The square of the sum of the first n integers is equal to the sum of the first n cubes. Also, 91*19=Ramanujan number

Anonymous

To visualize the first of these, first notice that the square of the sum of the first k positive integers is exactly the sum of all products nm, with n and m between 1 and k. Then, if each nm corresponds to an n by m array of cubes, it’s just a matter of rearranging them to form cubes of side 1 thru k. This isn’t hard, but my saying that is actually code for I know how to do it but I’m too distracted to make the effort to make a graphic right now.

(re: the second: that is true.)

jackmusclescarier replied to your post “differentialprincess replied to your photo:This is the magic hexagon….”

that “tensor product”, i think, is the correct operation to make it “interesting”, and i suppose it works if you allow formal sums of magic hexagons of different sizes

yeah! the thing that I wonder about though is that in principle there’s size(B)*symmetries-of-a-hexagon ways to define the product A*B (if B is homogeneous (i.e., just one magic hexagon))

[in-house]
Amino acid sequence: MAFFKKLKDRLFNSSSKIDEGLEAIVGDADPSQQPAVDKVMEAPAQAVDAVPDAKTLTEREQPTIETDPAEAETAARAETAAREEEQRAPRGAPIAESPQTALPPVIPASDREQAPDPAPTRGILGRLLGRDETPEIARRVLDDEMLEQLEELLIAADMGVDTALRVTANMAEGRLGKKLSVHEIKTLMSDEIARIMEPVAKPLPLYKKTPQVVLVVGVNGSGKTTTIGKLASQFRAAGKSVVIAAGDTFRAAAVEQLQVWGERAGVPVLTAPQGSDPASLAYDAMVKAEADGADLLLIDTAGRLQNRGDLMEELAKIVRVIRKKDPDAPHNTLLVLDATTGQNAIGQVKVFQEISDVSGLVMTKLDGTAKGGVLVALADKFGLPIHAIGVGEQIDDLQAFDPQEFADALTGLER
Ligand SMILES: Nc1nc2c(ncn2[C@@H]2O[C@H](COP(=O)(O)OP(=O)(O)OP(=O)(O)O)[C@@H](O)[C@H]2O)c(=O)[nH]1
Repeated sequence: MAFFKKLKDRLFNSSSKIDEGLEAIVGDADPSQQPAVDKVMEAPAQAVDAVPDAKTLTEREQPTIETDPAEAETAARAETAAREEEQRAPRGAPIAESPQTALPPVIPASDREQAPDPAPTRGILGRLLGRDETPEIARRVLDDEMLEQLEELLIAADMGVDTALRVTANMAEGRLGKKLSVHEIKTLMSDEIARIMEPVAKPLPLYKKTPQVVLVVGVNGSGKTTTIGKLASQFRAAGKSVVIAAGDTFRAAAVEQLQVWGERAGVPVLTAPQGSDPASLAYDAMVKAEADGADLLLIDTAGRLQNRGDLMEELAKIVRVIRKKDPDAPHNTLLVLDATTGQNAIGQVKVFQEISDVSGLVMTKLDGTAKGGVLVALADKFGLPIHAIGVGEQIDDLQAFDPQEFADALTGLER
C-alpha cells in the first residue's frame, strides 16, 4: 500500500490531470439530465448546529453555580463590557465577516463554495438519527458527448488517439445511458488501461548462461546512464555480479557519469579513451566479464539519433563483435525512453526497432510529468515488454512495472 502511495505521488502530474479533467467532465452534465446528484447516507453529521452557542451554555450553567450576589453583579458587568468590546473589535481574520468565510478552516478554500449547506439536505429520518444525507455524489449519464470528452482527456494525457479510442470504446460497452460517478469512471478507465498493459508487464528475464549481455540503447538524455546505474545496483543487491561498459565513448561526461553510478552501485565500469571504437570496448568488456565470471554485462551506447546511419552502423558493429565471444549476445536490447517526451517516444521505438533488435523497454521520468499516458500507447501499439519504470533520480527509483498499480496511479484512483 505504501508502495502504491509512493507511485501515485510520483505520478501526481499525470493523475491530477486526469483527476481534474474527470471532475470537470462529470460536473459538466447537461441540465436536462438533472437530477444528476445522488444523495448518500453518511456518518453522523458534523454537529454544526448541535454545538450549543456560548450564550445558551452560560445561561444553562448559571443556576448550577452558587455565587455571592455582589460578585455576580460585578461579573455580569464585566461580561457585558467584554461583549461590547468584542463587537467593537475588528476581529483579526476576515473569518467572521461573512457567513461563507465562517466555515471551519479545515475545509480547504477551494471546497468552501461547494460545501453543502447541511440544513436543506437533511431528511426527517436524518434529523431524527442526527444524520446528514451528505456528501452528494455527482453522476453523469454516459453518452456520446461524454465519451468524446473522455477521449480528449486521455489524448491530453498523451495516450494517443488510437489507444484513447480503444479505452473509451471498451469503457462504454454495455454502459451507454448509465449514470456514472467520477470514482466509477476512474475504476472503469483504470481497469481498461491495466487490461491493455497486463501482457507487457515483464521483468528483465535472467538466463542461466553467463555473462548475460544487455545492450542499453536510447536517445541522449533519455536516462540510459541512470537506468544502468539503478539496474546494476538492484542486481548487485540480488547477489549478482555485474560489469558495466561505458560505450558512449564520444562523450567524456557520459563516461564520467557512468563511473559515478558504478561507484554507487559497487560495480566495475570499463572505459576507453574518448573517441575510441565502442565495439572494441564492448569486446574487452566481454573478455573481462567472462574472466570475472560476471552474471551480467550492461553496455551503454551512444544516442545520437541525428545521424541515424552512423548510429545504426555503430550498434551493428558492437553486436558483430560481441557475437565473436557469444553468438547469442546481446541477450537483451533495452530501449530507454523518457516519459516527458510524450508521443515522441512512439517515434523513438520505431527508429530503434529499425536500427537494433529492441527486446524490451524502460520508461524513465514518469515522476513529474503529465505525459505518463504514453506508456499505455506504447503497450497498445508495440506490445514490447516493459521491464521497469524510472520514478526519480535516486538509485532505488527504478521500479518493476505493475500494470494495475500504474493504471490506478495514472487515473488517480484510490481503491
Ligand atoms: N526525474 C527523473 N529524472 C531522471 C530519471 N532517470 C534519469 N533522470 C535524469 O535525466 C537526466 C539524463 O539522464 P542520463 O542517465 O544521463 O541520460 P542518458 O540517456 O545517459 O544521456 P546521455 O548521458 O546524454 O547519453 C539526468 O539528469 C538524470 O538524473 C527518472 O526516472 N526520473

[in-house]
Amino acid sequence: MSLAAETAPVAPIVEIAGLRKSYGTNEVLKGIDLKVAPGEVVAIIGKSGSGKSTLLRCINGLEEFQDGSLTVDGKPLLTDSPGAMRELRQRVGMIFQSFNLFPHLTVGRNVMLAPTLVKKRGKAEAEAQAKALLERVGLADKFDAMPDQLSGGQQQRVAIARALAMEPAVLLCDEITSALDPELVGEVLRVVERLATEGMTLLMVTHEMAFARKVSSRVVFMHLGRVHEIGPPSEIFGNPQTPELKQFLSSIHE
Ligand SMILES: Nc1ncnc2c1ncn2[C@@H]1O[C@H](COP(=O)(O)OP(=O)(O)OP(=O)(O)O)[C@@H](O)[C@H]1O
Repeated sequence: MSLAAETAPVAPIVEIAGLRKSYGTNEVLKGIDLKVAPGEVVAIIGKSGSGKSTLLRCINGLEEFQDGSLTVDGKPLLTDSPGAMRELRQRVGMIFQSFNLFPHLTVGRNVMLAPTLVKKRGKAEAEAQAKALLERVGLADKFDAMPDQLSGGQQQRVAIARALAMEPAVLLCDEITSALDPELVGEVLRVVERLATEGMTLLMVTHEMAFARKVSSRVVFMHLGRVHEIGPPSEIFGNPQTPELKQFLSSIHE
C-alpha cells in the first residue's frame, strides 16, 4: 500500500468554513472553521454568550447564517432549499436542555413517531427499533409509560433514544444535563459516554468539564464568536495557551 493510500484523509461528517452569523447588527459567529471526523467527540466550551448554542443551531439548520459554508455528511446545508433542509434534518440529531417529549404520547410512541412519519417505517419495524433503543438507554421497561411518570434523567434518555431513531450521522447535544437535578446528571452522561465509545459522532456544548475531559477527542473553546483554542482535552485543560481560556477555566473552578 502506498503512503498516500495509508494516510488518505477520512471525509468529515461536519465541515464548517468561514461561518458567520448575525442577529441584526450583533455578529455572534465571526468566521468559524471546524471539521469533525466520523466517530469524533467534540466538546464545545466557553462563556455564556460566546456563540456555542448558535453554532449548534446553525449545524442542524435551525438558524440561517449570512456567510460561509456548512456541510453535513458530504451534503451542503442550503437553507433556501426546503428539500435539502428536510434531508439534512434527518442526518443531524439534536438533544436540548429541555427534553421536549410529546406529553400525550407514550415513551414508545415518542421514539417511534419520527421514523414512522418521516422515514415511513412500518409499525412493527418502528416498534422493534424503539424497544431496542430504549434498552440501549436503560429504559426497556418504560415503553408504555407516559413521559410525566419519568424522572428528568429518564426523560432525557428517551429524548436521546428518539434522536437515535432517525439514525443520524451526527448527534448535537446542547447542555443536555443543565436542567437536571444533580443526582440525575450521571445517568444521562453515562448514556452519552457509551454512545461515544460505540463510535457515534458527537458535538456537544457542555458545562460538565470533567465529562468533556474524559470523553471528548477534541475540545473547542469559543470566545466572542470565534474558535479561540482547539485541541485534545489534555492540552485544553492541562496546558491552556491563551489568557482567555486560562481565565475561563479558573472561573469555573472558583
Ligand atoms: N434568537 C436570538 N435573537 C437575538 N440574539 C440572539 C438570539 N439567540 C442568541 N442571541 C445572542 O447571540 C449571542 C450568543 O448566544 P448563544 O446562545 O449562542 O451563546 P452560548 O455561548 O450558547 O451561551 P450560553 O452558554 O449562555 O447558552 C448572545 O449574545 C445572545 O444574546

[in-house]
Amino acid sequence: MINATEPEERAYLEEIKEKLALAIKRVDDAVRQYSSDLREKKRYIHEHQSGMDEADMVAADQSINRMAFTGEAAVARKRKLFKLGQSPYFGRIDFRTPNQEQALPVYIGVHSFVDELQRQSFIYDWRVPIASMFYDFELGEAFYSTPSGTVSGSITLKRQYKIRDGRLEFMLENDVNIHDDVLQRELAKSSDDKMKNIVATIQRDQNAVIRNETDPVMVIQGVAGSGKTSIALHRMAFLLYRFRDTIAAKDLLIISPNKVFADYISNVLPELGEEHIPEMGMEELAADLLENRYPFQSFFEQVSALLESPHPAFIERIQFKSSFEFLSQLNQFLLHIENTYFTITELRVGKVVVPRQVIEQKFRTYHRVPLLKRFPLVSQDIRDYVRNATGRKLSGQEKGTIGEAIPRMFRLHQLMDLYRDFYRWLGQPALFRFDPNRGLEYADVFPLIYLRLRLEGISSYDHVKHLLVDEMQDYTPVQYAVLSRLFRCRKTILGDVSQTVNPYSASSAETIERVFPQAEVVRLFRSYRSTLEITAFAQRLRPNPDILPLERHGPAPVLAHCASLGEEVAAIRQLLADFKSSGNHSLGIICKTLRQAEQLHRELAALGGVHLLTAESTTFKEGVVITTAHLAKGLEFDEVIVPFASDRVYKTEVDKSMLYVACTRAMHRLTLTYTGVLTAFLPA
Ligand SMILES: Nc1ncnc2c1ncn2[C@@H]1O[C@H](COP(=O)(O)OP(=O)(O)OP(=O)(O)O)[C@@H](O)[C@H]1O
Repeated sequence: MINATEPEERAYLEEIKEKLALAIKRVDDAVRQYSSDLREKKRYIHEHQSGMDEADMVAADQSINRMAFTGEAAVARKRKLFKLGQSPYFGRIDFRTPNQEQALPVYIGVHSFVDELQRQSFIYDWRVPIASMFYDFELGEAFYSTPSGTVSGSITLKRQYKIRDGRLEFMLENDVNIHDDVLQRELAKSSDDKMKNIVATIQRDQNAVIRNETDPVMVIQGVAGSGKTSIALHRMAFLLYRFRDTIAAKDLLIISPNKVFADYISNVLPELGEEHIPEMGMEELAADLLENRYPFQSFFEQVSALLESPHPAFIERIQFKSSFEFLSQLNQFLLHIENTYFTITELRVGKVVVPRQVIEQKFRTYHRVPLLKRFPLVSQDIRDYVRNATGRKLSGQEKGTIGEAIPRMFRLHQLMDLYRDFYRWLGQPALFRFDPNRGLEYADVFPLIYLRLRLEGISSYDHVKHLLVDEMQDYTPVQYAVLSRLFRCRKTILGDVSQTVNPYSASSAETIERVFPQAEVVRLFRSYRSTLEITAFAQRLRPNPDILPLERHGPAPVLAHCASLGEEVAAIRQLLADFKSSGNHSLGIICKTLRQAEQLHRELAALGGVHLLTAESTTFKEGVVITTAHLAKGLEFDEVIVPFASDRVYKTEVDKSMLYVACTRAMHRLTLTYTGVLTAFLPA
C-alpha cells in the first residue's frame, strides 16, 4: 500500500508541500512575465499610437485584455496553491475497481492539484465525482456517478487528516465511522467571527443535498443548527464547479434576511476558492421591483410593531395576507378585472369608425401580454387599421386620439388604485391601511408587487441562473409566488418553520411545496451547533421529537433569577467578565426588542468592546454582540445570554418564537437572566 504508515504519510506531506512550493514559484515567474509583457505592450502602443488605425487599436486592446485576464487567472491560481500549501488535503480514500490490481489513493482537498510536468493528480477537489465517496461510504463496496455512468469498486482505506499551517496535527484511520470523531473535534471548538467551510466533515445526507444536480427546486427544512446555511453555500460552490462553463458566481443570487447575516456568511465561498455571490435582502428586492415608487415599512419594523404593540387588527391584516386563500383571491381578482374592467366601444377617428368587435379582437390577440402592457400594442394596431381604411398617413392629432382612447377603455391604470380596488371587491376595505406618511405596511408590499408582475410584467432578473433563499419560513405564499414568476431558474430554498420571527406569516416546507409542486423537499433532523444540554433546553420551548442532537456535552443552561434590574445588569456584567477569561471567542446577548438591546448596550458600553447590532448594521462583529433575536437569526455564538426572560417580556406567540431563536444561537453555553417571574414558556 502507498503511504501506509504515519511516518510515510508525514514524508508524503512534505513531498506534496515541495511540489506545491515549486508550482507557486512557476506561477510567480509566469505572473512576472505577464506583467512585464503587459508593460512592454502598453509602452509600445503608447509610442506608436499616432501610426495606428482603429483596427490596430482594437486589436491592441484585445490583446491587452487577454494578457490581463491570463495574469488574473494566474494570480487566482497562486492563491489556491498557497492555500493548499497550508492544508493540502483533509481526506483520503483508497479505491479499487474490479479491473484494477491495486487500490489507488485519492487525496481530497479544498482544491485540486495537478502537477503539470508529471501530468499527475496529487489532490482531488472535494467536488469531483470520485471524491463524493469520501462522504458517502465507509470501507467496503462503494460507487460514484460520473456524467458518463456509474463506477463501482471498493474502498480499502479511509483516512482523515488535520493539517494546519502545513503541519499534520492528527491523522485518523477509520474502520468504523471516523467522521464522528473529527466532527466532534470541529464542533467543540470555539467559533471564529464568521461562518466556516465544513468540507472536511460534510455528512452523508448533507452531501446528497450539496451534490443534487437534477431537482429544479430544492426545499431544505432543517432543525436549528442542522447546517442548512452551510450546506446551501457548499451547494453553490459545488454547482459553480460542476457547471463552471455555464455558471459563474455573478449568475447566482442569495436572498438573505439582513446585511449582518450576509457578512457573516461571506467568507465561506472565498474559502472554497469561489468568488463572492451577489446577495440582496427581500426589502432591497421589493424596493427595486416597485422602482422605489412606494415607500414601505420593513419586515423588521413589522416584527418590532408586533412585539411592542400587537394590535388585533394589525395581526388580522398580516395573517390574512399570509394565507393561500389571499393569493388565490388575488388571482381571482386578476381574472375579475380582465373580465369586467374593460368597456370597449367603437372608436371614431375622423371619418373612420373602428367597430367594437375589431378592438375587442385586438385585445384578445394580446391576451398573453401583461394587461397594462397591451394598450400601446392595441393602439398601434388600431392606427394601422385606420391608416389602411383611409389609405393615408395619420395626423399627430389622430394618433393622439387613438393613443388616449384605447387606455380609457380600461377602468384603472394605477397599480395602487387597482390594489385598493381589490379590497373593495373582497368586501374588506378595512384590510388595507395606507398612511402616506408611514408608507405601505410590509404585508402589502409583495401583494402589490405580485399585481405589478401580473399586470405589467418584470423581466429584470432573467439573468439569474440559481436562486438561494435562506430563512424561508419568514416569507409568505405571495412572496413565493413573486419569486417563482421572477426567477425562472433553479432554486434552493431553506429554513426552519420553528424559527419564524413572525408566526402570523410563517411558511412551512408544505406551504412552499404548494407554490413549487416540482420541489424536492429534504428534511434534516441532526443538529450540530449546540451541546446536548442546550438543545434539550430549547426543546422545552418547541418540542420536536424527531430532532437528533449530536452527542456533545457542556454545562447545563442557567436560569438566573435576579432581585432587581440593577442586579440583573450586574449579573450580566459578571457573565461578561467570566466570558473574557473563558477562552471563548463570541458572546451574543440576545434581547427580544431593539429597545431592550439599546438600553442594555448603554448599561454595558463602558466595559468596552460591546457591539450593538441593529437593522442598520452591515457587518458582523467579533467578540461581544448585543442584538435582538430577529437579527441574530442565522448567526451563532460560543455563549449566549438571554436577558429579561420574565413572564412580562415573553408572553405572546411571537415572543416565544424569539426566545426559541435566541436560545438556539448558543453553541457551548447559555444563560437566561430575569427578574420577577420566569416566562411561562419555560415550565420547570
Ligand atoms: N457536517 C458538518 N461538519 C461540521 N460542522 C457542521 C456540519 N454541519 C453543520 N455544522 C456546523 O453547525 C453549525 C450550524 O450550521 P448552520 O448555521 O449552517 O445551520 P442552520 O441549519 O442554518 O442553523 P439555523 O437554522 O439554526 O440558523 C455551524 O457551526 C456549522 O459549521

also this obviously generalizes to any other kind of magic thing which is fun

twocubes:

the identity is super magical what are you talking about

how is that the identity tho

hmmmmmmmmmm

so like, if we allow the numbers to be whatever integers, rather than just 1,2…n, we can combine magic hexagons to form other magic hexagons. You can multiply all the elements by a given integer, and if they’re the same size, you can add corresponding entries, and you can also replace all the entries of one hexagon by (that entry)*some other hexagon (which is an operation that doesn’t commute, but w/e).

which I think makes it… some kind of graded algebra? or something?

and the hexagon with 1 in it is the identity for that last operation

or

something

This is the magic hexagon. The numbers add up to 38 along each diagonal/vertical line.
It can be called the magic hexagon rather than a magic hexagon because there are no other hexagons numbered 1,2…n with this property, no matter how many layers the arrangement has.
(well, except for the one which is just one hexagon with ‘1’ written in it, and that’s hardly magical…)
(credit: Mathematical Gems I by Ross Honsberger)

This is the magic hexagon. The numbers add up to 38 along each diagonal/vertical line.

It can be called the magic hexagon rather than a magic hexagon because there are no other hexagons numbered 1,2…n with this property, no matter how many layers the arrangement has.

(well, except for the one which is just one hexagon with ‘1’ written in it, and that’s hardly magical…)

(credit: Mathematical Gems I by Ross Honsberger)